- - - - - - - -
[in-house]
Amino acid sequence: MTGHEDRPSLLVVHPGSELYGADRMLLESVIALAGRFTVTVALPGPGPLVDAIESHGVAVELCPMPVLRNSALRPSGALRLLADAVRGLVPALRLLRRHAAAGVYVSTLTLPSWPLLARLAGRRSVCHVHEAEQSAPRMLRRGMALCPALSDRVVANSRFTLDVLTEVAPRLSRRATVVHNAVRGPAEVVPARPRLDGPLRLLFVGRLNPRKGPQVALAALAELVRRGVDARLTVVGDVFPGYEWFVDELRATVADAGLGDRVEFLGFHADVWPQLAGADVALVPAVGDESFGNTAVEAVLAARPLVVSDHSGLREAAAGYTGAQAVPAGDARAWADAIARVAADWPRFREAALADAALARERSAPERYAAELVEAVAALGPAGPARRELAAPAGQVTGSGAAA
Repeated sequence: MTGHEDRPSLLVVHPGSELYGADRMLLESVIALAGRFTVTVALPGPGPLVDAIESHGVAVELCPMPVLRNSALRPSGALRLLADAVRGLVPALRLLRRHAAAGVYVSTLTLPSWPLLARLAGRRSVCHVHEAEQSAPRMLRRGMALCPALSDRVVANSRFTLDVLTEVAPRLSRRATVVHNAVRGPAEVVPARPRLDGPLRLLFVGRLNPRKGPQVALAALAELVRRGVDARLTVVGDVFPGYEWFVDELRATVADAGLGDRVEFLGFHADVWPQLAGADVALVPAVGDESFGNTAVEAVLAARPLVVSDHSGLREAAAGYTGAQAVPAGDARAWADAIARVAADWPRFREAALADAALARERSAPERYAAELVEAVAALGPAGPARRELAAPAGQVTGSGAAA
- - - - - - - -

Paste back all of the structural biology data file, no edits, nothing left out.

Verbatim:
[in-house]
Amino acid sequence: MTGHEDRPSLLVVHPGSELYGADRMLLESVIALAGRFTVTVALPGPGPLVDAIESHGVAVELCPMPVLRNSALRPSGALRLLADAVRGLVPALRLLRRHAAAGVYVSTLTLPSWPLLARLAGRRSVCHVHEAEQSAPRMLRRGMALCPALSDRVVANSRFTLDVLTEVAPRLSRRATVVHNAVRGPAEVVPARPRLDGPLRLLFVGRLNPRKGPQVALAALAELVRRGVDARLTVVGDVFPGYEWFVDELRATVADAGLGDRVEFLGFHADVWPQLAGADVALVPAVGDESFGNTAVEAVLAARPLVVSDHSGLREAAAGYTGAQAVPAGDARAWADAIARVAADWPRFREAALADAALARERSAPERYAAELVEAVAALGPAGPARRELAAPAGQVTGSGAAA
Repeated sequence: MTGHEDRPSLLVVHPGSELYGADRMLLESVIALAGRFTVTVALPGPGPLVDAIESHGVAVELCPMPVLRNSALRPSGALRLLADAVRGLVPALRLLRRHAAAGVYVSTLTLPSWPLLARLAGRRSVCHVHEAEQSAPRMLRRGMALCPALSDRVVANSRFTLDVLTEVAPRLSRRATVVHNAVRGPAEVVPARPRLDGPLRLLFVGRLNPRKGPQVALAALAELVRRGVDARLTVVGDVFPGYEWFVDELRATVADAGLGDRVEFLGFHADVWPQLAGADVALVPAVGDESFGNTAVEAVLAARPLVVSDHSGLREAAAGYTGAQAVPAGDARAWADAIARVAADWPRFREAALADAALARERSAPERYAAELVEAVAALGPAGPARRELAAPAGQVTGSGAAA